As we start to see lending rates rise after its all-time low in April 2020, it’s important to be aware of the potential financial implications.

Photograph: Tierra Mallorca on Unsplash

After hitting an all-time low of 3.2078% in April 2020, the Finland Bank lending rate is slowly starting to rise again. Throughout the rest of the year, Finland’s average lending rate—which has hovered around 4.18%—has been one of the highest in Europe. Only Latvia, Russia and Ukraine have higher lending rates, at 4.36, 6.24 and 11.16% respectively. With a rate of 3.2078, Finland would have dropped four places on this list according to Trading Economics—making them lower than Estonia, Albania, Malta and Greece.

Between January and April 2020, Finland’s lending rate dropped from 4.6198% to its low of 3.2078%. The dip didn’t last long. By the following month, the rate had reclimbed to 4.2278%, representing a percentage increase rate of almost 32%. This is less than half of Finland’s all-time high lending rates of 9.73%, which it hit during the global financial crisis at the start of 2009—but the increase is still unlikely to be popular with consumers who are hoping to take out a loan.  


Although you can use a loan scouter (Lainaa) to find the most suitable solution for your needs, there are a number of implications for rising lending rates. Read on to find out what the recent increase could mean, both for the economy and for the people of Finland.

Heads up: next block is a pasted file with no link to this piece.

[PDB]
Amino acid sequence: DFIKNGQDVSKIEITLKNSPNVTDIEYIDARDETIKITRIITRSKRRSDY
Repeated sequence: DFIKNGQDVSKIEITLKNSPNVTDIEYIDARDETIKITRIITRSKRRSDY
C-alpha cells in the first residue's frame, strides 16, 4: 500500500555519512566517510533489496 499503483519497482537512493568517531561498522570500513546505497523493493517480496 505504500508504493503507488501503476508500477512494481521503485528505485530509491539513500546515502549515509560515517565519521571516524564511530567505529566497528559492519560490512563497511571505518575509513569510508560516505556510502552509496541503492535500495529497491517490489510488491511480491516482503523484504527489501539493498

What Are the Effects of Higher Lending Rates?

1. Loans are less accessible

The biggest effect of rising lending rates is the fact that loans become less accessible. Many people may feel discouraged from taking out new loans, while those who have already taken one out will be hit with higher interest payments. This is particularly true for people who have taken out large mortgages, and can often disproportionately affect first-time buyers.

In turn, can have an adverse effect on the economy. Because it reduces the country’s level of disposable income, it means that people are less likely to spend money in businesses such as shops, restaurants, and entertainment stores.

2. People are move likely to save than spend

When people are less likely to spend, those who can afford to save money are more likely to do so. Higher lending rates can also apply to banks, which in turn accept “loans” in the form of savings deposits and investments. As a result, this can sometimes mean that savings accounts will yield greater profits over time—though this can take a lot longer to become apparent than rising lending rates.

3. National confidence can fall

In times of higher lending rates, individuals and corporations alike are both much less likely to make risky investments. This can have an adverse effect on early-stage businesses and other high-risk opportunities that rely on funding from investors.

It also means that businesses are less likely to form. With the rising cost of bank loans, many people can be unwilling to take the financial risk that’s involved in launching and funding a new business venture.

Changing lending rates is nothing new. But as we start to see lending rates rise after its all-time low in April 2020, it’s important to be aware of the potential financial implications—especially if you’re considering taking out a loan yourself.